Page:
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I'd rather be asleep

Most of the time, we can help you to feel comfortable at the dentist by listening to your concerns, giving control back to you and by creating as stress-free an environment as possible.

Sometimes, people may feel they need a little extra help to fully relax. 

Oral sedation

Oral sedation is the cheapest method of taking the edge off dental anxiety. A family of drugs, namely benzodiazepines (Valium, temazepam etc), have a long history of use in dentistry for treating anxiety. A tablet is usually taken an hour prior to your procedure, allowing you to feel more at ease. You’re fully awake, yet less anxious. This option is suitable for somebody with mild to moderate anxiety, but may not be as effective for those whose anxiety is more heightened. Most people describe it as “taking the edge off”. Oral sedation may leave some feeling a little drowsy and carefree after the procedure, so it is necessary to arrange a friend or family member to drive you to and from your appointment.

Inhalation sedation aka 'Happy Gas'

Nitrous oxide, also known as "Happy Gas" or "Laughing Gas", has become the ‘go-to’ sedation in dentistry. It involves inhaling a mixture of nitrous oxide and oxygen through a nasal mask, and helps alleviate worry. This allows you to feel relaxed during treatment, which can make everything that bit easier. People can also recall their positive experiences, as happy gas usually doesn’t affect memory. This can help build confidence, trust and self-belief. It is easy to use, starts working quickly and wears off quickly, so leaves no residual gas in your body and no lingering effects. This means you should be able to drive home after your appointment.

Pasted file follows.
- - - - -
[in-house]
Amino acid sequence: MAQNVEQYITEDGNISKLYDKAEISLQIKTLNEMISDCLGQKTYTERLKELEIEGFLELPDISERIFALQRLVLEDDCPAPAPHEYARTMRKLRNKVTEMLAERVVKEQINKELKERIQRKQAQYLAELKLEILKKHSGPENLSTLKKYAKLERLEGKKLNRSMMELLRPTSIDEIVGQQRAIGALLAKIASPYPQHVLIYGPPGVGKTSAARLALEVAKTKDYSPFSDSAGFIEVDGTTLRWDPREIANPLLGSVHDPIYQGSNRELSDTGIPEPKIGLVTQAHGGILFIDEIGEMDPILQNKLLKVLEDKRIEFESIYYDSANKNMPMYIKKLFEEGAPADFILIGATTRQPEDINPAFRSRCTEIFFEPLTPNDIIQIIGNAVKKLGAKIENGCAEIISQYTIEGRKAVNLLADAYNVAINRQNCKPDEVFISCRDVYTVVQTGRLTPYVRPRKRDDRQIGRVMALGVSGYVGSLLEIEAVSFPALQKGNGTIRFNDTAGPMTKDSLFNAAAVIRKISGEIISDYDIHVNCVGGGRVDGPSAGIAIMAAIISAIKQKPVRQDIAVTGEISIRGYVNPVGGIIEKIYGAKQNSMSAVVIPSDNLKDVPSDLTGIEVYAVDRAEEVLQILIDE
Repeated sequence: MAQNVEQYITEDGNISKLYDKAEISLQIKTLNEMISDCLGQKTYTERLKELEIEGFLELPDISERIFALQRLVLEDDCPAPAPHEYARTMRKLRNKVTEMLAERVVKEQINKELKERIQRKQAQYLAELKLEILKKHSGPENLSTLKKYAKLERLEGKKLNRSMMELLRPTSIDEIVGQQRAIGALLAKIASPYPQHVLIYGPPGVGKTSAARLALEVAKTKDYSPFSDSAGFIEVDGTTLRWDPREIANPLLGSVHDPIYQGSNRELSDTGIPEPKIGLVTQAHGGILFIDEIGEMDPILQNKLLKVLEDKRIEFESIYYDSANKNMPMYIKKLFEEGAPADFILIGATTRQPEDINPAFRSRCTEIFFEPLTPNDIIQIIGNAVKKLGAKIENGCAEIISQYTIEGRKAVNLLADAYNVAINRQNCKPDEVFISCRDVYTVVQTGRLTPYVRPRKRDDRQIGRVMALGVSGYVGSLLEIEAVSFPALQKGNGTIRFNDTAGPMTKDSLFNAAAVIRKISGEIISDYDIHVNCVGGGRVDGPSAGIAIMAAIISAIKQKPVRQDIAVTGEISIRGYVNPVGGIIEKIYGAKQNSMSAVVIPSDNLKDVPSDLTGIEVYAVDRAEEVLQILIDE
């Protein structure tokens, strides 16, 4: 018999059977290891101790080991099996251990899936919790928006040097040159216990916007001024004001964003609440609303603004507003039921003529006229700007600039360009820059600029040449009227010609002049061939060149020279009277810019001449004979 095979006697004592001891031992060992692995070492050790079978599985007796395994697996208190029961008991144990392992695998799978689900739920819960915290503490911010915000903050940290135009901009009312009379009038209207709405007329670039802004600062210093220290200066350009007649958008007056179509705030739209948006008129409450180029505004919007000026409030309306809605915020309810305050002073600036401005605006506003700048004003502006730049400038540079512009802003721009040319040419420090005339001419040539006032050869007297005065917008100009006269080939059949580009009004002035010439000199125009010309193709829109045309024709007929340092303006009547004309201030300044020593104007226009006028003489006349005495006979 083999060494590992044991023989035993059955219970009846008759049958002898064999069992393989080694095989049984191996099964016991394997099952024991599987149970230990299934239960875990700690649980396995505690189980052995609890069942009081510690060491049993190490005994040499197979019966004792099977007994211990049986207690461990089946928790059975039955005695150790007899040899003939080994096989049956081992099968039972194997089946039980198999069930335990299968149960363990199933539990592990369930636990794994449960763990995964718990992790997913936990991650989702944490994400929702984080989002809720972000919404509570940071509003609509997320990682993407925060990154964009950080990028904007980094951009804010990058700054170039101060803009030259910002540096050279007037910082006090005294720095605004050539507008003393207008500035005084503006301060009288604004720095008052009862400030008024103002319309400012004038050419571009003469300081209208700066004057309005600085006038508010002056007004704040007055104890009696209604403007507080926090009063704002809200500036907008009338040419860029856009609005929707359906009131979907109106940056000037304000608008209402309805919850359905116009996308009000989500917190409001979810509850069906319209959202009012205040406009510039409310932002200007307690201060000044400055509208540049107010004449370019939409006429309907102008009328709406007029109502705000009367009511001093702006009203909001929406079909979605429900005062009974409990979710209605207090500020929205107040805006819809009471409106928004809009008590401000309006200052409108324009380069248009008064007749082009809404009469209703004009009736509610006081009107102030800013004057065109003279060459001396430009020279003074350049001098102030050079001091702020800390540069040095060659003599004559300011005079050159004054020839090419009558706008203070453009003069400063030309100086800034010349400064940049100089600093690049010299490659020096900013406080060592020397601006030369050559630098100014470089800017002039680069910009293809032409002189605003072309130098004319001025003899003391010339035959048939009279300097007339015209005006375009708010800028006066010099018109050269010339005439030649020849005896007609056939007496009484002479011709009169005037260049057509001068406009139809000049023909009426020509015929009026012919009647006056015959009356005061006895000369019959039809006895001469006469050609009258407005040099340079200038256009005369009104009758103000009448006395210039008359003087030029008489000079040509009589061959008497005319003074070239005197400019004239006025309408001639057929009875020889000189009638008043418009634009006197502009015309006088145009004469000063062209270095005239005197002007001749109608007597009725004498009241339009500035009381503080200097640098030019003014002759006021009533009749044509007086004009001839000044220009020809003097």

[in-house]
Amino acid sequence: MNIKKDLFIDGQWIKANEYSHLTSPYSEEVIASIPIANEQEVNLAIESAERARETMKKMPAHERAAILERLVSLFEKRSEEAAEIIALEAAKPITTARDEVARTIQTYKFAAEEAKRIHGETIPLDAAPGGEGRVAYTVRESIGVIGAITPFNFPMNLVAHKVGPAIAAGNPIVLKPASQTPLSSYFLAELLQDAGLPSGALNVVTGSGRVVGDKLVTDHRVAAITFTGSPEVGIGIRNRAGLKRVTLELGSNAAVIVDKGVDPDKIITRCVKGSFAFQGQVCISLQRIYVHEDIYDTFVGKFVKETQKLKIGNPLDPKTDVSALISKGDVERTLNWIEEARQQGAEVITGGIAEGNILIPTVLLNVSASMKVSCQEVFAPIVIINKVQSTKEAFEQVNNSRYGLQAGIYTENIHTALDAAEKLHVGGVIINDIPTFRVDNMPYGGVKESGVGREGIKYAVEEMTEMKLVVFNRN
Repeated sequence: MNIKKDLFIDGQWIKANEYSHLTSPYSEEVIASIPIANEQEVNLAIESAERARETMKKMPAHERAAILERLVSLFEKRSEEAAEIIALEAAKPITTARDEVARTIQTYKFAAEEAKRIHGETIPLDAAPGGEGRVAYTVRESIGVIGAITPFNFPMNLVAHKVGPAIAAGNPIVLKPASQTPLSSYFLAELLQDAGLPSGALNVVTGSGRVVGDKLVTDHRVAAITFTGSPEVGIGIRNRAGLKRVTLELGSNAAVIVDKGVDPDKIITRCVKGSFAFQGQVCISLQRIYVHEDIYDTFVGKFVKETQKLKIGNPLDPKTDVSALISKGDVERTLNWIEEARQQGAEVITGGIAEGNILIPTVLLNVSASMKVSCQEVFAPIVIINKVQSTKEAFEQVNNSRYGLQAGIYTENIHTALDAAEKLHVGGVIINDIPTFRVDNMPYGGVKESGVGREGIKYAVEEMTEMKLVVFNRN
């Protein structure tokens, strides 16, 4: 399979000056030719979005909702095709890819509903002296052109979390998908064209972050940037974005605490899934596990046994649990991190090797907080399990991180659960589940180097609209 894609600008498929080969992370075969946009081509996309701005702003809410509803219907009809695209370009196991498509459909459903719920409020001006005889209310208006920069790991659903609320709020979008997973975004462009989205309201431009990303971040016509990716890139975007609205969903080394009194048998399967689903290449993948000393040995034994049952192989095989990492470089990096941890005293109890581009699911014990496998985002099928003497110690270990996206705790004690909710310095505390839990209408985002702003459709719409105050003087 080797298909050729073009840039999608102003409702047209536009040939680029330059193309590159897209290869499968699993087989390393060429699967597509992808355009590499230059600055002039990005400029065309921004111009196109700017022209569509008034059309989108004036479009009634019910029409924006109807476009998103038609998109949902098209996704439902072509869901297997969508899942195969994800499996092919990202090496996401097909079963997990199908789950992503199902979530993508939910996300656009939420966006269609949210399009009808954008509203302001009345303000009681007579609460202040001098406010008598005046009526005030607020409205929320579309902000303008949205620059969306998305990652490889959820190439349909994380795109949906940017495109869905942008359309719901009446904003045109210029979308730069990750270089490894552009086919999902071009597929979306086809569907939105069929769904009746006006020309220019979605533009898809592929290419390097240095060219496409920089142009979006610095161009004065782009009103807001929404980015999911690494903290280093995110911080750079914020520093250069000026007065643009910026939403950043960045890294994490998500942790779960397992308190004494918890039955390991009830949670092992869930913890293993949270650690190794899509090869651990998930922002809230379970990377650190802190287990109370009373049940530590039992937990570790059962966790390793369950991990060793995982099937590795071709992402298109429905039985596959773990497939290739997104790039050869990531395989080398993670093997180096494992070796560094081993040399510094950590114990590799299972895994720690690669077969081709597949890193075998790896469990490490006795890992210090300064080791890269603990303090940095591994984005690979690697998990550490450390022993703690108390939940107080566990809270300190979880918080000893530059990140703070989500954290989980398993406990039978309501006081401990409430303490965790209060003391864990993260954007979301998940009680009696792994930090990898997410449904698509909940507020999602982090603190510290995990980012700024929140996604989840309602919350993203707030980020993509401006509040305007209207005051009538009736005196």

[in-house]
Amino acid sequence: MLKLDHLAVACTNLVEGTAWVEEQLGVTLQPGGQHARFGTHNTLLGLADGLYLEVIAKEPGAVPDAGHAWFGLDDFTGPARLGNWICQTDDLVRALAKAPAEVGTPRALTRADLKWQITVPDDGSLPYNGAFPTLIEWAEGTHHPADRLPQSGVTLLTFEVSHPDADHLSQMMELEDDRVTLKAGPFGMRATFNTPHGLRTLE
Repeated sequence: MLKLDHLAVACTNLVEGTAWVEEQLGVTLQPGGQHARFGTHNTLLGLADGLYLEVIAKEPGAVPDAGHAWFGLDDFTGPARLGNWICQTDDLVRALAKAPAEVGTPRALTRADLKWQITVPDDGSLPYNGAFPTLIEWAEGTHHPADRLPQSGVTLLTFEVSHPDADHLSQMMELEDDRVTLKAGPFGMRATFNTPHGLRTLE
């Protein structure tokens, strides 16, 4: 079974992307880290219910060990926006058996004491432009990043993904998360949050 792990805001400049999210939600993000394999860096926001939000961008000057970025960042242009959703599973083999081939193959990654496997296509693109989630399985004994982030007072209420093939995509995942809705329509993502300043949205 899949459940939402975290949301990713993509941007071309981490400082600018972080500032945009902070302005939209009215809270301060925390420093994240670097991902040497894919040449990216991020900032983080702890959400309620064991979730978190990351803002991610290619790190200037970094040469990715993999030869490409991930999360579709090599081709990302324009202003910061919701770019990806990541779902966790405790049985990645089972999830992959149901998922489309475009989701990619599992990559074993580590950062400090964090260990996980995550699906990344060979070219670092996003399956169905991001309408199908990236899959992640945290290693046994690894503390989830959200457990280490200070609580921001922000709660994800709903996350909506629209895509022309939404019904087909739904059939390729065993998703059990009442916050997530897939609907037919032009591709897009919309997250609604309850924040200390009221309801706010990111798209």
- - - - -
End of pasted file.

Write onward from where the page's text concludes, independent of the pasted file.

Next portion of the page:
IV sedation aka 'Sleep Dentistry'

Intravenous (IV) sedation, commonly referred to as “sleep dentistry”, is a type of anaesthesia that is administered through a vein by a qualified anaesthetist. This technique is often referred to as “twilight sedation” because you will be in a dream-like state. Essentially, you are awake yet have very little awareness, and are unlikely to have memory of the dental treatment afterwards. Recovery can be slow or fast, and you will be monitored by an anaesthetist and staff until it is safe for you to go home. Under IV sedation, patients often feel that the procedure took a couple of minutes when in reality it may have taken a couple of hours. It is necessary to arrange a friend or family member to drive you home from your appointment.

A nervous patient with dental anxiety having dental sedation at the dentist
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